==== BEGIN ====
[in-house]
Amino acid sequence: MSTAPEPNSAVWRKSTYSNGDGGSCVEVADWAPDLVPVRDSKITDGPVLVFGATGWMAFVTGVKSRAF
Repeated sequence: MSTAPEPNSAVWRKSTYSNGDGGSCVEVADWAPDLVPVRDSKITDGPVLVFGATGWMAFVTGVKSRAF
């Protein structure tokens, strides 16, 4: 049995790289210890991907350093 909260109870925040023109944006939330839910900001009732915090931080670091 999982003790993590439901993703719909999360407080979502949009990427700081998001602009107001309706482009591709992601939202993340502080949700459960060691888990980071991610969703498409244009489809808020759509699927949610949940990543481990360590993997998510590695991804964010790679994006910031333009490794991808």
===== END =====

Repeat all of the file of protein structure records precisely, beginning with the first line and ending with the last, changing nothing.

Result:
[in-house]
Amino acid sequence: MSTAPEPNSAVWRKSTYSNGDGGSCVEVADWAPDLVPVRDSKITDGPVLVFGATGWMAFVTGVKSRAF
Repeated sequence: MSTAPEPNSAVWRKSTYSNGDGGSCVEVADWAPDLVPVRDSKITDGPVLVFGATGWMAFVTGVKSRAF
């Protein structure tokens, strides 16, 4: 049995790289210890991907350093 909260109870925040023109944006939330839910900001009732915090931080670091 999982003790993590439901993703719909999360407080979502949009990427700081998001602009107001309706482009591709992601939202993340502080949700459960060691888990980071991610969703498409244009489809808020759509699927949610949940990543481990360590993997998510590695991804964010790679994006910031333009490794991808």